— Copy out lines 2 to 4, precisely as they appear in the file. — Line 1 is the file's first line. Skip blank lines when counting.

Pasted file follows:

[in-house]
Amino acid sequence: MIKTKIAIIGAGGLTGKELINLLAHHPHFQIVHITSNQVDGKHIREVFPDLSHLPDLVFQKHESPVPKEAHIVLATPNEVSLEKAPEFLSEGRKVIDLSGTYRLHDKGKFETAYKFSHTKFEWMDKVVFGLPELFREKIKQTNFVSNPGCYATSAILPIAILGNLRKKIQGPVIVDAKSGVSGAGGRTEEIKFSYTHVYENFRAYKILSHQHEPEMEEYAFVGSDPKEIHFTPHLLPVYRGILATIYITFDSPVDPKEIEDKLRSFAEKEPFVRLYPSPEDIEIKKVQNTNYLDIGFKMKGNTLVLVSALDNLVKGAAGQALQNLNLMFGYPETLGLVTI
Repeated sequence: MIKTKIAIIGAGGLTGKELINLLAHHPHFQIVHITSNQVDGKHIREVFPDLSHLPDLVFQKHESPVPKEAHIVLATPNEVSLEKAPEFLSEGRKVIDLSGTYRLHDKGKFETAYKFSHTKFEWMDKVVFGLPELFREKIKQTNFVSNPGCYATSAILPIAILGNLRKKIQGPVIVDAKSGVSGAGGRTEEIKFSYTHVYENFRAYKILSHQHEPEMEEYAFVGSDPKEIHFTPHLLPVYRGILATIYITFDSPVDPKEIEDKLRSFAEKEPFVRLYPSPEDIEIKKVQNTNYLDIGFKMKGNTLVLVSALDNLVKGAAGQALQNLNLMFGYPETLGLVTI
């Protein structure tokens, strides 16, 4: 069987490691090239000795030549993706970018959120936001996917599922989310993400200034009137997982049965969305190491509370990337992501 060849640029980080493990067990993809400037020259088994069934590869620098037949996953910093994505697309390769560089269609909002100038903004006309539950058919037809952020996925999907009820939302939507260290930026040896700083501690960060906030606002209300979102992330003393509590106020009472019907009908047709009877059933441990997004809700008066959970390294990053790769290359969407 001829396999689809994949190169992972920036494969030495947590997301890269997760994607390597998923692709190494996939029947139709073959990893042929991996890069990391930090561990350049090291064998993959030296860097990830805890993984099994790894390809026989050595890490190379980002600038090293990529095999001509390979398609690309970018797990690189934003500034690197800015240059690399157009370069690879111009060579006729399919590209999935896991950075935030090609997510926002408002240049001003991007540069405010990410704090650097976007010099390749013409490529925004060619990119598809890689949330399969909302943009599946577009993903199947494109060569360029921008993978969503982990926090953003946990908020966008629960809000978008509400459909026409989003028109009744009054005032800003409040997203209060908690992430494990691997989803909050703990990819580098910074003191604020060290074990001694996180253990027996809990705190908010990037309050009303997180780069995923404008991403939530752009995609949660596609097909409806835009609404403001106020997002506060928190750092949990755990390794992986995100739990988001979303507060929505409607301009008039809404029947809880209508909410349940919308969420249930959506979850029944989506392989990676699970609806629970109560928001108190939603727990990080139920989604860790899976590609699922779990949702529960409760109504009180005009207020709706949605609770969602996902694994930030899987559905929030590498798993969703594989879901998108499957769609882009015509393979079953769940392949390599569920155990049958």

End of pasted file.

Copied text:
Amino acid sequence: MIKTKIAIIGAGGLTGKELINLLAHHPHFQIVHITSNQVDGKHIREVFPDLSHLPDLVFQKHESPVPKEAHIVLATPNEVSLEKAPEFLSEGRKVIDLSGTYRLHDKGKFETAYKFSHTKFEWMDKVVFGLPELFREKIKQTNFVSNPGCYATSAILPIAILGNLRKKIQGPVIVDAKSGVSGAGGRTEEIKFSYTHVYENFRAYKILSHQHEPEMEEYAFVGSDPKEIHFTPHLLPVYRGILATIYITFDSPVDPKEIEDKLRSFAEKEPFVRLYPSPEDIEIKKVQNTNYLDIGFKMKGNTLVLVSALDNLVKGAAGQALQNLNLMFGYPETLGLVTI
Repeated sequence: MIKTKIAIIGAGGLTGKELINLLAHHPHFQIVHITSNQVDGKHIREVFPDLSHLPDLVFQKHESPVPKEAHIVLATPNEVSLEKAPEFLSEGRKVIDLSGTYRLHDKGKFETAYKFSHTKFEWMDKVVFGLPELFREKIKQTNFVSNPGCYATSAILPIAILGNLRKKIQGPVIVDAKSGVSGAGGRTEEIKFSYTHVYENFRAYKILSHQHEPEMEEYAFVGSDPKEIHFTPHLLPVYRGILATIYITFDSPVDPKEIEDKLRSFAEKEPFVRLYPSPEDIEIKKVQNTNYLDIGFKMKGNTLVLVSALDNLVKGAAGQALQNLNLMFGYPETLGLVTI
């Protein structure tokens, strides 16, 4: 069987490691090239000795030549993706970018959120936001996917599922989310993400200034009137997982049965969305190491509370990337992501 060849640029980080493990067990993809400037020259088994069934590869620098037949996953910093994505697309390769560089269609909002100038903004006309539950058919037809952020996925999907009820939302939507260290930026040896700083501690960060906030606002209300979102992330003393509590106020009472019907009908047709009877059933441990997004809700008066959970390294990053790769290359969407 001829396999689809994949190169992972920036494969030495947590997301890269997760994607390597998923692709190494996939029947139709073959990893042929991996890069990391930090561990350049090291064998993959030296860097990830805890993984099994790894390809026989050595890490190379980002600038090293990529095999001509390979398609690309970018797990690189934003500034690197800015240059690399157009370069690879111009060579006729399919590209999935896991950075935030090609997510926002408002240049001003991007540069405010990410704090650097976007010099390749013409490529925004060619990119598809890689949330399969909302943009599946577009993903199947494109060569360029921008993978969503982990926090953003946990908020966008629960809000978008509400459909026409989003028109009744009054005032800003409040997203209060908690992430494990691997989803909050703990990819580098910074003191604020060290074990001694996180253990027996809990705190908010990037309050009303997180780069995923404008991403939530752009995609949660596609097909409806835009609404403001106020997002506060928190750092949990755990390794992986995100739990988001979303507060929505409607301009008039809404029947809880209508909410349940919308969420249930959506979850029944989506392989990676699970609806629970109560928001108190939603727990990080139920989604860790899976590609699922779990949702529960409760109504009180005009207020709706949605609770969602996902694994930030899987559905929030590498798993969703594989879901998108499957769609882009015509393979079953769940392949390599569920155990049958």